davisturkeys

I Lived Where Wild Turkeys Ruled the Town

In Davis, California, wild turkeys are staging a comeback for the species, intimidating and taunting the humans whose ancestors slaughtered theirs

Popular legend has it that Benjamin Franklin wanted a turkey, not a bald eagle, to appear on the Great Seal of the United States, serving as our national bird. Like much of what we choose to believe about the origins of American government, this isn’t quite true: Franklin’s proposed seal didn’t include a bird of any kind. The myth arose due to a letter from Franklin to his daughter, in which he says the selected eagle design more closely resembles a turkey — all the better, in his opinion. Whereas the bald eagle is “a Bird of bad moral Character,” he wrote, the turkey “is in Comparison a much more respectable Bird, and withal a true original Native of America… He is besides, though a little vain & silly, a Bird of Courage, and would not hesitate to attack a Grenadier of the British Guards who should presume to invade his Farm Yard with a red Coat on.”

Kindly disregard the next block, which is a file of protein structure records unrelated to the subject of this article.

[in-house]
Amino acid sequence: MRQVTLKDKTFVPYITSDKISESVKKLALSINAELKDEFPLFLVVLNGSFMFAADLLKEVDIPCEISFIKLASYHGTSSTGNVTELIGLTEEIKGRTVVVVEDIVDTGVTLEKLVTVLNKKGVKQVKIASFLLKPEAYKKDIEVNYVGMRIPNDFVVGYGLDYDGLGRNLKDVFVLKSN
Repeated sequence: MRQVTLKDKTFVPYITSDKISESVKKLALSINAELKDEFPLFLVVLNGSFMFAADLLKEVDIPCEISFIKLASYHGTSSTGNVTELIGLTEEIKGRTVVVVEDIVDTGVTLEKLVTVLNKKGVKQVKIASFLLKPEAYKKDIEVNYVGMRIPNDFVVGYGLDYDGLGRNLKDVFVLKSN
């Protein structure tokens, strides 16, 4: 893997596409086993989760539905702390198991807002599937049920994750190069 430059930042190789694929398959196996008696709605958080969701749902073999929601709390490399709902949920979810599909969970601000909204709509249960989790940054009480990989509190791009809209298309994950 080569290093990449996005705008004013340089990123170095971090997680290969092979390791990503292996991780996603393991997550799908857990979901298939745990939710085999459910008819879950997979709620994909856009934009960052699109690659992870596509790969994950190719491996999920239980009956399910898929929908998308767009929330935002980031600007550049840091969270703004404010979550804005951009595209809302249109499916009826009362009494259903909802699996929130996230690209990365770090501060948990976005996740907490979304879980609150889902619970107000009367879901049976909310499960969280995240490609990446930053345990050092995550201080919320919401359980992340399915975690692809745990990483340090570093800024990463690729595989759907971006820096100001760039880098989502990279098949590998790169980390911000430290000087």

What Franklin couldn’t have known was that a couple of centuries later, in a greatly expanded country, turkeys would still roam the whole of it. Wild turkeys are found in every state except Alaska, and their conservation status is “least concern” — this about a hundred years after we nearly ate them into extinction. Following a restoration effort that took off in the 1950s, the birds number in the millions again: common enough not to be thrilling, yet unusual enough that you’d probably point them out in passing (or have some questions about their behaviors and rituals). That rebound was achieved in part by capturing wild turkeys and releasing them in new places, including California, where a different turkey ancestor had died out long ago. Because they offer water, along with relative safety from predators and hunters, the suburbs have become common habitats.

In early 2017, I moved to one such turkey-ridden suburb: Davis, California.